"See, all the people driving around these parts for the first time are following what their GPS is tellin'em. And their GPS is tellin'em, get off Exit 4, go down MLK, and THEN go into the city - skipping that juncture. GPS tells people how to get places the fastest, see?"
He leaned down and finished his drawing to include MLK, which squarely intersected his X, or, the Greasy Fork. "They all drive past HERE Chet. This diner!"
Bob looked at his own drawing and triumphetly punched one hand into his own side and leaned on it. "GPS saved my business. It's like they built a damned highway right out front without actually building a damned highway!"
Chet shook his head, fascinated. "That's incredible Bob. I'm real happy for ya. When did you figure this all out?"
"For awhile I couldn't. People started just showin' up more and more. My supply orders were reaching new pricing tiers, and I just knew it wasn't natural. I really couldn't figure it out, though I wanted to believe that maybe word was getting out about my cookin' at the grill. I shoulda' known better than that, and eventually I did."
"I hardly noticed most of the people coming in here had these things in their cars. I'd never had made the connection weren't for the fact I got one myself from Monica."
Monica was Bob's wife of some 10 years. A little younger, a little more tech savvy, she was the great contemporary between them.
"I hooked it up and just let it talk out driving directions. I've been here 40 years, you know, Chet. I don't need help navigating these roads. But it was, you know, neat. And I liked Monica seeing me appreciate it."
"Yeah Bob, they are neat to listen to while you're driving."
"Sure," Bob nodded. "Eventually, I took me a trip downtown from the ranch house I keep over in Sumnter. You know which I'm talking about, right?"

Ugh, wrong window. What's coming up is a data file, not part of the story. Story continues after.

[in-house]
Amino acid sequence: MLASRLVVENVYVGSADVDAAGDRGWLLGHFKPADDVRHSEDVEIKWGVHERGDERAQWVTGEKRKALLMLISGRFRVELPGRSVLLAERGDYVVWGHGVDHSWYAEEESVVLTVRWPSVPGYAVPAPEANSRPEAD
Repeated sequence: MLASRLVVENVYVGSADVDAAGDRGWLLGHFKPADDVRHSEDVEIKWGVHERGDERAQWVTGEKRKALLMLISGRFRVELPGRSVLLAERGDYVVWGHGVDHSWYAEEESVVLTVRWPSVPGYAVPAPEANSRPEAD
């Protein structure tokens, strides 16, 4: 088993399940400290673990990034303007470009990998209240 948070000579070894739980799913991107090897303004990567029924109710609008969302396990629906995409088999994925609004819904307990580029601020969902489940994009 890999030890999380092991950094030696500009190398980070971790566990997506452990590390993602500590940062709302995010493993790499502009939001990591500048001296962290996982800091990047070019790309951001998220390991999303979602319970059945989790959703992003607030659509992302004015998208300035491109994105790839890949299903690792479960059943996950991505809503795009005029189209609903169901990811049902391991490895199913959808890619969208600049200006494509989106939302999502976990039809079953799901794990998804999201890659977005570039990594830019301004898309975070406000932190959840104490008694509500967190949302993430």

Chet shifted his feet, nodding. "Yep,"
"Well, I'm driving along about to go through the juncture, just like always, just like everybody else still does - those without GPS I mean, and this thing starts telling me to get off at Exit 4. I'm like, what the fu-?, that doesn't make any sense. But you know, I decide to play along with it just for folly. I turn off at Exit 4 just like the voice tells me, then do just as it says to go down MLK."
"At that point it hit me. My own restaurant is sailing past me out my right window and bingo, I get it." He turned to face the bustling restaurant before them and raised his hands. "I got me some kinda virtual bonanza going on here."
"Holy crap," Chet remarks.
"Tell me about it buddy. You know what I lie awake at night worrying about these days? It isn't about making the payroll or paying Henson's bread people. You know what it is now?"
"Tell me," Chet egged on.
"Some god-damned egghead in some laboratory is going to tweak the software or fine tune the mathematical formula, or whatever, that makes all them GPS toys figure MLK from Exit 4 is faster. Because man, if they ever do that - ". Bob finished his explanation by throwing his hands up in some imagined defeat.
"I get your point." Bob said as he placed his hat back on. "Well good for you Bob. You deserve it after all these years."
They shook hands and Bob turned to address a frantic waitress begging for his attention.
Chet mosied up to the front counter and handed over his debit card to the cashier. He looked out to the crowded parking lot and just wondered at the luck of it all.
It wasn't until Chet reached his car, got in, and turned over his engine that he remembered why he had even thought to stop in at his old friend's diner after so many years in the first place. Snapping his seatbelt together, he stared at the GPS box on his dashboard.
"Lucky sonofabitch," Chet thought as he wheeled back and out toward home.